READ ALSO EXPLAINED: What type of French visa do you need?

“The visa process itself was fairly well run, and a decision for the initial visa was quick,” wrote Ian Sheppard, who successfully applied for a visa in July 2022. 

“Although getting the follow up residence permit was a pain, [and] took longer than expected, and there was little to no communication with severely limited ways to get in touch about the application.”

Sheppard thought that, biometrics apart, the process could have taken place online, and wondered whether the follow-up residence permit application could be more closely linked to the initial visa application, “rather than effectively submitting the same application twice”.

Georgina Ann Jolliffe described the process as “stressful”. 

“A lot of the initial stage was unclear and I needed a lot of reassurance about the visa trumping the Schengen 90 days. (The Local helped on that one),” she wrote. 

“[The] lack of ready communication was very stressful. It could be slicker, however staff at Manchester TLS were excellent.”

Jacqueline Maudslay, meanwhile, described the process as “complicated”, saying: “The waiting times for the appointment with the handling agent (TLS in the UK) are long and difficult to book online. We applied for a long-stay visa and were given a short-stay visa, with no reasoning and no option of talking to anyone.  

“We had met every criteria for the long-stay visa. There needs to be a contact link with the French Consular website directly for discussing visa applications.”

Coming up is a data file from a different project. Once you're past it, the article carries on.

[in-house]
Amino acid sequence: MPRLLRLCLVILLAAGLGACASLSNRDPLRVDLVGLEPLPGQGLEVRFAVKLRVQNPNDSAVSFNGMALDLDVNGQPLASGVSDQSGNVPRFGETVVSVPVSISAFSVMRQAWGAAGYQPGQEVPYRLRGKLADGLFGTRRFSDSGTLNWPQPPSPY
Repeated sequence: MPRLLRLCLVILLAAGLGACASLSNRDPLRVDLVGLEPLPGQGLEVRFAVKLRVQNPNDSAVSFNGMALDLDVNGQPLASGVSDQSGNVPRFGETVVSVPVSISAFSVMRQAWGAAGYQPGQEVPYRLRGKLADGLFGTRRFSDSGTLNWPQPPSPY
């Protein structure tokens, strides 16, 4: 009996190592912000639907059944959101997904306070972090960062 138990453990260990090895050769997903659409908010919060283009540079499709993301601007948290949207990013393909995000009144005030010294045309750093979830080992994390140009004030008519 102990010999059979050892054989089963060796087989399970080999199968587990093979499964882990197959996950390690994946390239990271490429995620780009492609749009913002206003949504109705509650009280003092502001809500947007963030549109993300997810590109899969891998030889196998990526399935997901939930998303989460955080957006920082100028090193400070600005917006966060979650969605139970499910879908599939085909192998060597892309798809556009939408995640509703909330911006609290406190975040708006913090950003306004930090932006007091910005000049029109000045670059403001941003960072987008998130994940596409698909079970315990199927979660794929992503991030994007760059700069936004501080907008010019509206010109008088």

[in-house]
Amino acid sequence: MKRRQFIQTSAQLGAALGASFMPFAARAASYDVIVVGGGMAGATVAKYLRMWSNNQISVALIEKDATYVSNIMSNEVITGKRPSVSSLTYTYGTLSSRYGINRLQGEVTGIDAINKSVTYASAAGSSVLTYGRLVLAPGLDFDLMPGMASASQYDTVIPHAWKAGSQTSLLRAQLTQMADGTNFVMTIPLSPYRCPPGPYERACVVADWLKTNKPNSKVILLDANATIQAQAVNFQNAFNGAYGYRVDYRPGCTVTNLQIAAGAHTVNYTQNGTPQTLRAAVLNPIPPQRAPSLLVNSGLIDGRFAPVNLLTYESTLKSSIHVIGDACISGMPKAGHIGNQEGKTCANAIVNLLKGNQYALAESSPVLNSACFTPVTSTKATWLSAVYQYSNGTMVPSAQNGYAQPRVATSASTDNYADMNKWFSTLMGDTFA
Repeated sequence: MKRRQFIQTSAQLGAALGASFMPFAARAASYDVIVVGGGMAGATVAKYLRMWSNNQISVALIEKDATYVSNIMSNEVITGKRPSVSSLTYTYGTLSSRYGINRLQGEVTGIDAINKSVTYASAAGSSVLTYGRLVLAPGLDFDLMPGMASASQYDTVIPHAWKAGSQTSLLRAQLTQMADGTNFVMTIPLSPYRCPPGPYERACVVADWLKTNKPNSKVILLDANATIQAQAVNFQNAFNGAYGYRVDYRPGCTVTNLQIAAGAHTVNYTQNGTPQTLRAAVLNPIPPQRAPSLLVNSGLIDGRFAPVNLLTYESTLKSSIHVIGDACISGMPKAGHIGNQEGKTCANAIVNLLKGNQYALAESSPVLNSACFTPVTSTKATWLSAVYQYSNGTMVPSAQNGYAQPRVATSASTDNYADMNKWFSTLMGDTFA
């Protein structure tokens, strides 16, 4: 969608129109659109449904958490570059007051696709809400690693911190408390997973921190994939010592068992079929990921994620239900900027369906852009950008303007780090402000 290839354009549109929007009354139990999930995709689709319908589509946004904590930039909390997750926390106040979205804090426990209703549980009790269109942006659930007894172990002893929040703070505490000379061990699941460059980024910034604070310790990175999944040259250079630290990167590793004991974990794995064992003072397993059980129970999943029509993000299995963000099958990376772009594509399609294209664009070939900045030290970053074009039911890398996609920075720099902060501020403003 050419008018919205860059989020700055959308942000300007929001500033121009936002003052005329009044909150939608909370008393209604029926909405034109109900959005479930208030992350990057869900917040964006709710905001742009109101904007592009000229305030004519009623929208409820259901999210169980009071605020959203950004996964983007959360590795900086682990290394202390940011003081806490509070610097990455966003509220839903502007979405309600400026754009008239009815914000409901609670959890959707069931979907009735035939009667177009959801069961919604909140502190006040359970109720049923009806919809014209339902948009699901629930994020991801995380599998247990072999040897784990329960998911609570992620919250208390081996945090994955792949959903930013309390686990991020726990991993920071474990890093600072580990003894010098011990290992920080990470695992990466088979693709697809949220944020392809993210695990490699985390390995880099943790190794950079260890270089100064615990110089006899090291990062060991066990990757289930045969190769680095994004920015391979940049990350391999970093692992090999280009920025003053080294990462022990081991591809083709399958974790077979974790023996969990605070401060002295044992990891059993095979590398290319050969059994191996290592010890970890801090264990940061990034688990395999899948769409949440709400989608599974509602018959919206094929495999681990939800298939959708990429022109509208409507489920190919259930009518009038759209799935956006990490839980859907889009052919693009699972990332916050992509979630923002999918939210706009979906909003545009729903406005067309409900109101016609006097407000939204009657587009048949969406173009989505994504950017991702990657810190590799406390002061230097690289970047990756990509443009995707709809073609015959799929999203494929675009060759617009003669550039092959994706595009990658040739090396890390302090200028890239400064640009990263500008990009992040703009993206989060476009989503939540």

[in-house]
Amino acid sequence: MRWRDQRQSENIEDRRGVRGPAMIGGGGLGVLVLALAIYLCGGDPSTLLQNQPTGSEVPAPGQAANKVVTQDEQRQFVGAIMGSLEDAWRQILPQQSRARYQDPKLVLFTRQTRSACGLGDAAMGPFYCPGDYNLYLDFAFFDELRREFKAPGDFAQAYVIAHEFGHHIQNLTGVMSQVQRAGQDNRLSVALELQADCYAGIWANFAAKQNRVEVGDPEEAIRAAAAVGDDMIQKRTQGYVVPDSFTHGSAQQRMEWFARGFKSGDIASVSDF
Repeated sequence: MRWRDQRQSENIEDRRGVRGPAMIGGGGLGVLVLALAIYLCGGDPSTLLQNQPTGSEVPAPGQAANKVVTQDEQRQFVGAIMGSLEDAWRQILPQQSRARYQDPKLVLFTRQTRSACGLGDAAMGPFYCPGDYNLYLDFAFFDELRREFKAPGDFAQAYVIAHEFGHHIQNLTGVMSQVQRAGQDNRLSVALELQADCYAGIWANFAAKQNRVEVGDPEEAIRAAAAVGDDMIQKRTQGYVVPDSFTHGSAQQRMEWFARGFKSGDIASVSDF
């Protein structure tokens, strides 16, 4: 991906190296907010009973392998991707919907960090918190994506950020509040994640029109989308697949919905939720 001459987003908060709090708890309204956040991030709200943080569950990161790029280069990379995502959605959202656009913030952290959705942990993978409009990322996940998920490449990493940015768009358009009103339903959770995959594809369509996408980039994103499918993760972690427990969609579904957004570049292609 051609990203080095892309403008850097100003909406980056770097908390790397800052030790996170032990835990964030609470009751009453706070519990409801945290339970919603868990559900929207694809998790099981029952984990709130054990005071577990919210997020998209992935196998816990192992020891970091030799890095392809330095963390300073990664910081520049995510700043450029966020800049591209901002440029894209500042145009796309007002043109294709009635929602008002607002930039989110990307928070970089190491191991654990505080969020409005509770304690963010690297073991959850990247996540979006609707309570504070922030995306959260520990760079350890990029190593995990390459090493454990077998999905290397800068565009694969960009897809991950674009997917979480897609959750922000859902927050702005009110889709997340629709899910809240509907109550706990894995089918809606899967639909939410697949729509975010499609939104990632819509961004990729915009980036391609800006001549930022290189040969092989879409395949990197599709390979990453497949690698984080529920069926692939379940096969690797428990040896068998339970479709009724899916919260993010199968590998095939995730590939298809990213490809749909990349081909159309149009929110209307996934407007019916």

Handling agent TLS’s website – the first port of call for applicants from the UK – was a target for criticism.

“The TLS system is probably the most user unfriendly system I have ever used,” wrote Susan Kirby. “It throws up errors for no legitimate reason and even changes data you have keyed in. Dates are in American format so you have to be very careful and it can be very difficult to edit.”

Bea Addison, who applied for a visa in September 2021 with a view to retiring in France, agreed that it was complicated and believes the French system is chaotic and badly organised compared to other countries. “Even staff in the French Embassy in London were not knowledgeable of the process and documentation,” she wrote.

“The renewal in France was applied for in July 2022 … we have received an attestation that we will be granted renewal visas, which expired in October 2022, but we have not yet received a date to attend the préfecture due to a backlog.

Second-home owners

Many of our survey respondents were not moving to France, but were instead second-home owners who did not want to be constrained by the 90-day rule.

They have the option of remaining residents of the UK and applying for a short-stay French visitor visa – which must be renewed every year.

Second-home owner Peter Green told us: “Our appointment with TLS was delayed by two and a half hours and the whole experience was chaotic.

“We now have to go through exactly the same process again to get a visa for 2023. With second-home owners there should be a fast track that just involves proving financial viability, nothing else has changed. The system needs to be fully computerised.”

Second-home owner Alan Cranston told us his application met with no problems, but came with “unwanted cost and effort”. 

“Our six-month visa was for our first stint at our house in France in the spring, and that then overlapped our second visit in the autumn which was under Schengen. How that is handled seems to be a muddle (we did not leave the country for a day at the end of the six months, as some advise),” he said.